Dwyane Wade's Personal Chef Dishes on How to Eat Like an Athlete
Chef Richard Ingraham shares his secret for high-protein brownies and what he cooks for Gabrielle Union.
You might be surprised to learn this, but Chef Richard Ingraham, who has been cooking for NBA star Dwyane Wade as his personal chef for more than a decade, used to be a professional hair stylist. Lisa Joseph, one of Ingraham’s clients at the time and Wade’s manager since 2004, connected the two after he moved to Miami from Atlanta, where he had attended culinary school after deciding to switch professions.
“Lisa gave me a call and said how would you like to work for NBA player? I didn’t follow basketball at the time. She said Google him and then call me back. I was like, ‘yeah I want to give it a try,’” the chef recalls.
The pair now works so closely that Ingraham moved his family to Chicago to be with Wade after he left the Miami Heat to join the Chicago Bulls (Wade is currently a free agent). Ingraham is now a fixture at Wade’s home, which he shares with his children and wife Gabrielle Union, every day.
Ingraham explains that he arrives at Wade’s home at quarter to five in the morning, and begins preparing for the day. For breakfast, he usually makes either a frittata or an omelet, but sometimes a breakfast sandwich for Wade, who leaves for the gym soon after.
“We try to get in about four to five meals a day…but then I do protein shakes, and then we do smaller little snacks,” Ingraham says.
For the protein shake, Ingraham sticks with a classic recipe: protein powder, bananas, almond milk, peanut butter, and sometimes flaxseeds. For his snacks, Wade prefers green grapes (Ingraham says he’s a big fan of fruit, so he tries to keep it stocked in the house), and black bean brownies. For those, the chef purees black beans and cocoa powder and adds dark chocolate and some dates to the mixture for a snack that is high in protein and fiber.
Although Ingraham has worked in restaurants before, he says that doesn’t compare to the challenges that being a personal chef brings to the table. For one thing, he constantly has to come with new recipes.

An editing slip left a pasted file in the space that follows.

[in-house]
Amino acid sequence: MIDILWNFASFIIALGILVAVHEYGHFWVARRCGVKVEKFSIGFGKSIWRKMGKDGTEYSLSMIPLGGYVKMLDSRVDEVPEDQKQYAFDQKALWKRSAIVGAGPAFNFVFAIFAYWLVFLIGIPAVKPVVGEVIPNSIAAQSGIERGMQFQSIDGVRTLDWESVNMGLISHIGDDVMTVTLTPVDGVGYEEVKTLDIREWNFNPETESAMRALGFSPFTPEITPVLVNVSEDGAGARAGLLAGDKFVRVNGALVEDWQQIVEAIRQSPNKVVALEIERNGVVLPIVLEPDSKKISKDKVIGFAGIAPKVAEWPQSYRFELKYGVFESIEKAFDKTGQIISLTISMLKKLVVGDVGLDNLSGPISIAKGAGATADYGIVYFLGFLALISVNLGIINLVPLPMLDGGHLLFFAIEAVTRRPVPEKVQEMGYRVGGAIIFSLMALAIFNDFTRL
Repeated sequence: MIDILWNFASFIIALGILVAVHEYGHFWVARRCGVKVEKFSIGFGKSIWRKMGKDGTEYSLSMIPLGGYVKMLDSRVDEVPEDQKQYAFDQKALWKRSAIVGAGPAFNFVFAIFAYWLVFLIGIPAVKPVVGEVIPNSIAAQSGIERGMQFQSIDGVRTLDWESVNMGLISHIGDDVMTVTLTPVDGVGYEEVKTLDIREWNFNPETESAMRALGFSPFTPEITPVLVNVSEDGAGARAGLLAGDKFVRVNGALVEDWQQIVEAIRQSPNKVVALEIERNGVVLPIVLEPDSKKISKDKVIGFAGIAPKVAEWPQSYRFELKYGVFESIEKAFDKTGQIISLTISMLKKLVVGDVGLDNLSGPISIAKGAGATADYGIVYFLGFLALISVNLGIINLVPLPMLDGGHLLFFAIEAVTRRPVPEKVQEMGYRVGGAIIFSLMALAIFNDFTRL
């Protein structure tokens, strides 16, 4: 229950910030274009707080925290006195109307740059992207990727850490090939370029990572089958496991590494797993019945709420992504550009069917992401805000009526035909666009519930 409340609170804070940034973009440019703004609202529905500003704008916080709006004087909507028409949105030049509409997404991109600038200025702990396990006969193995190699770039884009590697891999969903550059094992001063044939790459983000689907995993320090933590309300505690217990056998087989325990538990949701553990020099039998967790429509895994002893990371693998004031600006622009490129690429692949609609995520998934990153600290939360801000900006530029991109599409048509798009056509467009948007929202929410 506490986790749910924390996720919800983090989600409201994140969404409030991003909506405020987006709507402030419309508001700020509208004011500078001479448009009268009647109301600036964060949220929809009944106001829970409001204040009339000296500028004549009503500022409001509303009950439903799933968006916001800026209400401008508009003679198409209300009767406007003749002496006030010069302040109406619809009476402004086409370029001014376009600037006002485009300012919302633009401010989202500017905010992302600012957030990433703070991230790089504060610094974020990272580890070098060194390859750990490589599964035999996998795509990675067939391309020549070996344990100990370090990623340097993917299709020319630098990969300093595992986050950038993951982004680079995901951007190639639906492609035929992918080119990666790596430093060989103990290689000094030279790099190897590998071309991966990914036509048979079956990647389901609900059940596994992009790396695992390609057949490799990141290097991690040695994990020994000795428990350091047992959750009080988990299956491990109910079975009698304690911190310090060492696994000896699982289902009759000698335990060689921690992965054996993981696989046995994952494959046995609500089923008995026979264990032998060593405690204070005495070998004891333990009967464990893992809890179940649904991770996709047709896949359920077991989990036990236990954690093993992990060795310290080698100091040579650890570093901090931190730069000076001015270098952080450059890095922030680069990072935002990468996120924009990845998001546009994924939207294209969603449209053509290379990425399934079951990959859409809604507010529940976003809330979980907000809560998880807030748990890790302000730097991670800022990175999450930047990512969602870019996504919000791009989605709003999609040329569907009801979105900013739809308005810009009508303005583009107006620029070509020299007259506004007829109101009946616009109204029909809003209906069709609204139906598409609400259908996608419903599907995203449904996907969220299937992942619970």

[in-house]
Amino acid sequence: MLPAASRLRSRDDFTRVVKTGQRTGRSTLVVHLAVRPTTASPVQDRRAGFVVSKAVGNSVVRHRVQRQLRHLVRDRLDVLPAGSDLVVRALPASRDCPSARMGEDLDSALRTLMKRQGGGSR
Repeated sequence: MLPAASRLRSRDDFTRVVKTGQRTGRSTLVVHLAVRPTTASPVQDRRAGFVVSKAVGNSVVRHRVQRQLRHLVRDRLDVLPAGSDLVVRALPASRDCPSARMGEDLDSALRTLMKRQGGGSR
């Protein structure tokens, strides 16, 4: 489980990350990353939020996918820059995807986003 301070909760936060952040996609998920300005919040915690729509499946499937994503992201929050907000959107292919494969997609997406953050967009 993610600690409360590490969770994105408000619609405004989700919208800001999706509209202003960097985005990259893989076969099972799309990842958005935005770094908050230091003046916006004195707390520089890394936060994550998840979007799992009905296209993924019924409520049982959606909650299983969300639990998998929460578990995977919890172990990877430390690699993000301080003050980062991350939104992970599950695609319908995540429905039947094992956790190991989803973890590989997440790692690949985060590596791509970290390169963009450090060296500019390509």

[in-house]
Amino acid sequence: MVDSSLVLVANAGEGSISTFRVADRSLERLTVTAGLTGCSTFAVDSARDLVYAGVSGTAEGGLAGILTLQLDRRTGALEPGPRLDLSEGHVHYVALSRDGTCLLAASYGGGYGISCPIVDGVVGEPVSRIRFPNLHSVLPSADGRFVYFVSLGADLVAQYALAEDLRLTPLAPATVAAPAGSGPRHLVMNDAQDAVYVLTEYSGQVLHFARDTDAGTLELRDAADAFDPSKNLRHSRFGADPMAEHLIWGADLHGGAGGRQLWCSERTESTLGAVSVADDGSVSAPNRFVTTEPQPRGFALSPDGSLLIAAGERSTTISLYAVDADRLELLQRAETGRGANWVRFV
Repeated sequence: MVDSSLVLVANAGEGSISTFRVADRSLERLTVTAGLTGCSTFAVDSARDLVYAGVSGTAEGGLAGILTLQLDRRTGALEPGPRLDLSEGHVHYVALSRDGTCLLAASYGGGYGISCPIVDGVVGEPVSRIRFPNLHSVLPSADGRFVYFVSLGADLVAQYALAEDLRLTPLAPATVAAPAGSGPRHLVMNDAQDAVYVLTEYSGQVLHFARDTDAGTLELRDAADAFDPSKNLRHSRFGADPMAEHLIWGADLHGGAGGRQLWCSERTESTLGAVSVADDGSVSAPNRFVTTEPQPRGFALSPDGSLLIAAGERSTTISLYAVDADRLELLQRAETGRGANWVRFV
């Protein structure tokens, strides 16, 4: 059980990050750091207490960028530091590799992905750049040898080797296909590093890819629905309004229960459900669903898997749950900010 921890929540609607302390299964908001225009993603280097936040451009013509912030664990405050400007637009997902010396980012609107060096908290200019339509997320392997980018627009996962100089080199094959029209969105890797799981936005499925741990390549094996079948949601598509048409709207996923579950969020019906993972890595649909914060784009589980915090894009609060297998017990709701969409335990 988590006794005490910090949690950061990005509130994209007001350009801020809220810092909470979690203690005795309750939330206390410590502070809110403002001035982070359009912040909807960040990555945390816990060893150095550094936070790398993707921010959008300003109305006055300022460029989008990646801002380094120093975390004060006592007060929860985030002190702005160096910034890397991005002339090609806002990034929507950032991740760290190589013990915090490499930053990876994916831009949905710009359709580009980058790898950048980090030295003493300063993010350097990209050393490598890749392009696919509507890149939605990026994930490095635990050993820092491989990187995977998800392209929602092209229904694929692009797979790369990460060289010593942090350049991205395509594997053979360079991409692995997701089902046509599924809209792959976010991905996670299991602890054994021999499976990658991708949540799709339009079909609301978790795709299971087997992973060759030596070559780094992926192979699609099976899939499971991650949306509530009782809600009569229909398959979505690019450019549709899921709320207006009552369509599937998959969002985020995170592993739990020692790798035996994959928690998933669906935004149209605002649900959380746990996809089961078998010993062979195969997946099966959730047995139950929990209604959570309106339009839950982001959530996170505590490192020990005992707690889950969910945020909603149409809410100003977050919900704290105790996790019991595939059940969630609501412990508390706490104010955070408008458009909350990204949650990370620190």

“In a restaurant you have to be creative, but even in a seasonal menu you are doing the same thing for that particular menu each and every day, and you have a special or two, but with me, I have a special that I have to deal with every single day,” he explains. “With these athletes, they like what they like. You have to try to make it as different as possible and try to make it as healthy as possible.”
Often, the couple eats different dishes for dinner. Ingraham calls Union’s palette more “expansive,” than her husband’s.
“Cooking for her allows me to be more creative. She eats a lot of seafood. She eats a ton of vegetables. We used to play a game, when [Wade] would be away. We would pick out a country and try a dish from that country. She wanted to do India one time, so we did bhindi masala,” the chef explains.
With Wade, Ingraham no longer has to guess what he wants to eat. He just knows. For instance, Wade loves Ingraham’s spaghetti, but recently the chef decided to make it with spaghetti squash instead of pasta, which he topped with a turkey meat sauce. He counts turkey burgers, tacos, and a sea bass dish with pureed butternut squash among Wade’s favorite meals.
It’s little changes—replacing sugar with honey or agave, pasta with quinoa, and red meat with a leaner choice like turkey, for instance—that Ingraham recommends as the best ways to eat like an athlete.
“When you change your eating habits, people think that you need to pull bark off a tree or start eating grass, but that’s not the case,” Ingraham quips.
Eating like a professional basketball player actually sounds like it’s easier than we imagined. And the best part? It probably tastes delicious, too.
Ingraham's first book, Eating Well to Win, is available this week.